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Tag Archives: Dhakkiyer Wirrapanda

In 1933 a party of policemen set out from Darwin to question some Arnhem Land Aboriginal people over the deaths of five Japanese at Caledon Bay the previous year.

On the way, still 100 miles from Caledon Bay, the police passed near an encampment of an Aboriginal clan not connected to the incident. The police took the opportunity to enter the camp for the express purpose of raping the Aboriginal women there. They did so, but were interrupted in the very act by the returning Aboriginal husbands, brothers and sons.

A policeman was speared to death.

The much-respected Aboriginal leader, Dhakkiyer, openly stated he had thrown the lethal spear in defence of his wife, voluntarily travelled to Darwin to face trial and was sentenced to death. The patently absurd conviction resulted in popular protest in the Southern capitals of Melbourne and Sydney and the case was appealed to the High Court which overturned the verdict.

Dhakkiyer subsequently disappeared in police custody and was never seen again.

Dhakkiyer’s son, an eyewitness to the event where Dhakkiyer speared the policeman was still alive a few years ago.

It was common knowledge in Darwin in the 1930’s and until the 1950’s that Dhakkiyer had been shot by the police while in their custody and then dumped in Darwin Harbour.

But the truth of this matter has never been admitted.

The grotesque mistrial of Dhakkiyer is a judicial killing, by which I mean a deliberate attempt by the judge, Justice Wells and the legal system to murder Dhakkiyer by false conviction. Dhakkiyer’s reprieve by the High Court was then overturned by the Darwin police who completed the murder at first opportunity.

I would say that the unconfessed murder of Dhakkiyer and the concealment of his body warrants a Judicial Inquiry.

For the people of Arnhem Land, Dhakkiyer’s murder by the State and its agents is not considered a long-ago incident of regret or a rather superficial blemish on an otherwise exemplary record. In Blue Mud Bay Dhakkiyer’s murder is today’s news as they daily live in the pain of his murder and the irretrievable loss of his cultural knowledge which had not yet been passed on and they are still today actively seeking explanation, justification, justice.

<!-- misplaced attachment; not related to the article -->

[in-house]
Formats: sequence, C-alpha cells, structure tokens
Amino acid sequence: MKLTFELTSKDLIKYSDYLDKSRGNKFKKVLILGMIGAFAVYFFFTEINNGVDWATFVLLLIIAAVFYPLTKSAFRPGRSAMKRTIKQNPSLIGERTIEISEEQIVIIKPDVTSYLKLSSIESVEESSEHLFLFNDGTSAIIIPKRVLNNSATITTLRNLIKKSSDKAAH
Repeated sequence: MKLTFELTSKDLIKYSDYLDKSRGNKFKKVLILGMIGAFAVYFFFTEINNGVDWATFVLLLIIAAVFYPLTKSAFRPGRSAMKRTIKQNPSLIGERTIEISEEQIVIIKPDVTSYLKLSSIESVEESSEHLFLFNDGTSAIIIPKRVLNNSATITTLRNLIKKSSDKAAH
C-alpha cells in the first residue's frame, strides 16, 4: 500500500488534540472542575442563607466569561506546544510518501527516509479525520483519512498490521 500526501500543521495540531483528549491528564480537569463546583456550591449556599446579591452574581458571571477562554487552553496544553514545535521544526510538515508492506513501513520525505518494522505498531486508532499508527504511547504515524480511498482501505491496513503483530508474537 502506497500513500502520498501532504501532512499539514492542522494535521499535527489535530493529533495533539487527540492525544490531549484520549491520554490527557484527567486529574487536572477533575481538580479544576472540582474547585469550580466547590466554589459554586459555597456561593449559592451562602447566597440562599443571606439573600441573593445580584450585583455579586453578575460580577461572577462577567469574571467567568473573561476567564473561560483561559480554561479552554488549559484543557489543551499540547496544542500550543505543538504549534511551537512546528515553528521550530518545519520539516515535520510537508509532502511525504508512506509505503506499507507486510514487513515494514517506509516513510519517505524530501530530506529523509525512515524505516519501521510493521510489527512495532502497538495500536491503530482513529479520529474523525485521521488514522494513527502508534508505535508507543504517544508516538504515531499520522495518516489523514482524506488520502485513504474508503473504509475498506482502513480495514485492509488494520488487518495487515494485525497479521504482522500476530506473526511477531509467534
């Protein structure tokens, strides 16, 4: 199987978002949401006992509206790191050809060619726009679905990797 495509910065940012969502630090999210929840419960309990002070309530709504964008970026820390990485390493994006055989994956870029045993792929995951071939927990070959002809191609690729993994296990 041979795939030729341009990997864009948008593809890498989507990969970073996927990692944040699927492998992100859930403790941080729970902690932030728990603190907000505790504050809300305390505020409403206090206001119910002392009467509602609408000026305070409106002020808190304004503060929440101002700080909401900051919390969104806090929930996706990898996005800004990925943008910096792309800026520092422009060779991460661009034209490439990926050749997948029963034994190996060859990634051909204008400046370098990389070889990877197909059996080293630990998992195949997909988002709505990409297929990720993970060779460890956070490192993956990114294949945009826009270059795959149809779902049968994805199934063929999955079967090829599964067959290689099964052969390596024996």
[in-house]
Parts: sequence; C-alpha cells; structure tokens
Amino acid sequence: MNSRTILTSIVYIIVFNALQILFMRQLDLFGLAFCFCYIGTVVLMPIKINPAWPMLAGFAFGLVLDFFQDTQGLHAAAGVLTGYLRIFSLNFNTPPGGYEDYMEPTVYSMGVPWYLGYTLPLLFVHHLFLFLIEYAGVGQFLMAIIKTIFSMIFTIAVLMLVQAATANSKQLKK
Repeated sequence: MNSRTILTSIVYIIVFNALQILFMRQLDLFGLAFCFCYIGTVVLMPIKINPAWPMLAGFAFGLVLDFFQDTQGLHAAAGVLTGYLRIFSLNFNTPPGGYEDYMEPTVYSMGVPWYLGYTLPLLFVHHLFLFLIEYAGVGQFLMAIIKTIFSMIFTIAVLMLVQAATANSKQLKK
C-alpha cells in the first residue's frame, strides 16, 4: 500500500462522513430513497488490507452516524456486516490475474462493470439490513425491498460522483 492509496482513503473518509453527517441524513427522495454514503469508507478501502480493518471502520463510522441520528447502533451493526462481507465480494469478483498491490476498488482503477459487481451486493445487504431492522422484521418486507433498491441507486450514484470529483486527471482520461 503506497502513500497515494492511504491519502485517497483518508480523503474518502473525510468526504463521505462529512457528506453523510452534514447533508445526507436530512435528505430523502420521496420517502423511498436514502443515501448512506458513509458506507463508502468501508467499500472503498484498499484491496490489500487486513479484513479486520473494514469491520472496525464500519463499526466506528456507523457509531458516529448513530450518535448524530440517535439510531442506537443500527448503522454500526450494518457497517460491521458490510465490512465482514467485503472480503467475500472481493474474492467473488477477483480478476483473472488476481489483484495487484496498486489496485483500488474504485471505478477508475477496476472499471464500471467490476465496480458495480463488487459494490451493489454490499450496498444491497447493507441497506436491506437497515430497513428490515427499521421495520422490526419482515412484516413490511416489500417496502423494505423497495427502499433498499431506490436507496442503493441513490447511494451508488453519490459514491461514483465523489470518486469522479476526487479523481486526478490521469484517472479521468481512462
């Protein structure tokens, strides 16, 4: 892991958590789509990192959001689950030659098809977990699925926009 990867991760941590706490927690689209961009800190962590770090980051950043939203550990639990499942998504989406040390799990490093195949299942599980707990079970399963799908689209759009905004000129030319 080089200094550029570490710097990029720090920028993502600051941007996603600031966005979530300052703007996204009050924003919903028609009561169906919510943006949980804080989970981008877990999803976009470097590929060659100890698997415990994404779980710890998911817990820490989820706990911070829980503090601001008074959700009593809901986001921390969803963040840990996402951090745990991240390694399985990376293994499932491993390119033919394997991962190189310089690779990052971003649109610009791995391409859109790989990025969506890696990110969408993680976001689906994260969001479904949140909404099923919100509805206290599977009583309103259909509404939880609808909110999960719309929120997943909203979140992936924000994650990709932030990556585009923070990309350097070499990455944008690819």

Why should they not have it ?

Tony Abbott has in recent times called for a Judicial Inquiry into Julia Gillard’s association with corrupt union officials although he cannot even name the crime that she is supposed to have committed and although in any case the related events occurred before Gillard was an MP let alone Prime Minister. Abbott has also called for a Judical Inquiry into deaths from fires resulting from insulation installations under Kevin Rudd’s Pink Batts scheme.

Judical Inquiry this, Judicial Inquiry that.

Plainly Abbott is not at all concerned with justice, wrong-doing or otherwise in relation to these events. He’s just trying to destroy his political opponents by the machinery of the legal system, much in common with (In)Justice Wells who, unconcerned with justice or facts, simply desired to avenge the spearing of a white policeman.

Abbott is making much of his regular visits to Arnhem Land as he asserts concern for Aboriginal welfare and reconciliation by the mechanism of commercial development of Aboriginal lands. Forgive me if I think his concern is much more for the latter than the former.

Abbott actually opened his election campaign in Arnhem Land and promised the establishment of an Indigenous Advisory Council. During this visit Mr Abbott said:

it is very important that white fellas and black fellas open their hearts to one another

Who could disagree ?

In the words of Dhakkiyer’s nephew:

I like to know about a story from you – your mouth, your heart, your feeling your way of looking at it

Dhakkiyer’s nephew, though, is talking about justice in regard to an unconfessed murder. Does Mr. Abbott’s open heart traverse the same landscape as Dhakkiyer’s relatives? Could that open heart extend to truth in the matter of judicial killings by the white State against Aboriginal persons ? Or is that just another matter of importance to merely a few people with not nearly the imperative of commerce ?